The Hypertext Transfer Protocol (HTTP) is an application-level protocol for distributed, collaborative, hypermedia information systems. This is the foundation for data communication for the World Wide Web (i.e. internet) since 1990. HTTP is a generic and stateless protocol which can be used for other purposes as well using extensions of its request methods, error codes, and headers.
Basically, HTTP is a TCP/IP based communication protocol, that is used to deliver data (HTML files, image files, query results, etc.) on the World Wide Web. The default port is TCP 80, but other ports can be used as well. It provides a standardized way for computers to communicate with each other. HTTP specification specifies how clients’ request data will be constructed and sent to the server, and how the servers respond to these requests.
There are three basic features that make HTTP a simple but powerful protocol:
- HTTP is connectionless:The HTTP client, i.e., a browser initiates an HTTP request and after a request is made, the client waits for the response. The server processes the request and sends a response back after which client disconnect the connection. So client and server knows about each other during current request and response only. Further requests are made on new connection like client and server are new to each other.
- HTTP is media independent:It means, any type of data can be sent by HTTP as long as both the client and the server know how to handle the data content. It is required for the client as well as the server to specify the content type using appropriate MIME-type.
- HTTP is stateless:As mentioned above, HTTP is connectionless and it is a direct result of HTTP being a stateless protocol. The server and client are aware of each other only during a current request. Afterwards, both of them forget about each other. Due to this nature of the protocol, neither the client nor the browser can retain information between different requests across the web pages.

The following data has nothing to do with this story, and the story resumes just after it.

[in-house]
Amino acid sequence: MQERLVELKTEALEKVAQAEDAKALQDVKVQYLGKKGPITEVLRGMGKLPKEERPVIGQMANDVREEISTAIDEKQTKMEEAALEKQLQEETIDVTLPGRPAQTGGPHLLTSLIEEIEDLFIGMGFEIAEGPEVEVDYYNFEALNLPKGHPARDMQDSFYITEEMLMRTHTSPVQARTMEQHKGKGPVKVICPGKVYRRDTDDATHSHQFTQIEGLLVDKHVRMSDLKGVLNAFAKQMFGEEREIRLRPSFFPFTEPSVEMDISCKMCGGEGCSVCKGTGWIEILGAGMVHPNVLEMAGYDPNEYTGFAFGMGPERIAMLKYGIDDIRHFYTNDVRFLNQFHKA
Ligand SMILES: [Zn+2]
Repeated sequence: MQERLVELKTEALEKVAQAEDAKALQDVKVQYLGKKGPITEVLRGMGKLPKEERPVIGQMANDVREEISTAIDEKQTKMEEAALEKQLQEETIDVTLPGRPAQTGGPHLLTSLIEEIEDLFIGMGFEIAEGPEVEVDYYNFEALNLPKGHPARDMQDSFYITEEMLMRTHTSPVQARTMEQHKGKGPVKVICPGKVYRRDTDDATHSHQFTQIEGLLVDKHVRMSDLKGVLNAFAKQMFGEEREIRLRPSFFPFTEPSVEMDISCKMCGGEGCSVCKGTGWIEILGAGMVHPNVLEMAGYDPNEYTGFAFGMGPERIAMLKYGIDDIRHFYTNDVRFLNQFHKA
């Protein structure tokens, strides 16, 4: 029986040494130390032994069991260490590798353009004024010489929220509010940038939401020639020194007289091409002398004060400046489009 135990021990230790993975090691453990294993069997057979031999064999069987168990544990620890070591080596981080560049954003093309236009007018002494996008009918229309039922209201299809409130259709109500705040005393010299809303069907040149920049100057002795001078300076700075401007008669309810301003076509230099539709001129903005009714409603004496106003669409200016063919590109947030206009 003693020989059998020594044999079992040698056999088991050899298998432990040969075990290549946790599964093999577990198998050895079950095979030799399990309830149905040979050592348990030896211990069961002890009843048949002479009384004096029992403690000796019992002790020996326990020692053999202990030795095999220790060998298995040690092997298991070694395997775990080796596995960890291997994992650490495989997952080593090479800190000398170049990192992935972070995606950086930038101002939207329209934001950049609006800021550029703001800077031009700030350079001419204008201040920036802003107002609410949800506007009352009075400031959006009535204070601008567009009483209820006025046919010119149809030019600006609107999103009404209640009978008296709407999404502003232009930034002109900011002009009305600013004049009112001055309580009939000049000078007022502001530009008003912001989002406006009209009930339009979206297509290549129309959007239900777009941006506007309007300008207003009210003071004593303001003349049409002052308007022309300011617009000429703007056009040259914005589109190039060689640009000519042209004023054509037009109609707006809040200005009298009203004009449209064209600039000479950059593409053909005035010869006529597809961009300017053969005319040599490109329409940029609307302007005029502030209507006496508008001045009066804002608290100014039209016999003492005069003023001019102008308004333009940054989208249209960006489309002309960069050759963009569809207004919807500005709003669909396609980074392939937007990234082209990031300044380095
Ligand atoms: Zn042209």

HTTP/1.0 uses a new connection for each request/response exchange, where as HTTP/1.1 connection may be used for one or more request/response exchanges.
The following diagram shows a very basic architecture of a web application and depicts where HTTP sits:
The HTTP protocol is a request/response protocol based on the client/server based architecture where web browsers, robots and search engines, etc. act like HTTP clients, and the Web server acts as a server.
The HTTP client sends a request to the server in the form of a request method, URI, and protocol version, followed by a MIME-like message containing request modifiers, client information, and possible body content over a TCP/IP connection.
The HTTP server responds with a status line, including the message’s protocol version and a success or error code, followed by a MIME-like message containing server information, entity meta information, and possible entity-body content.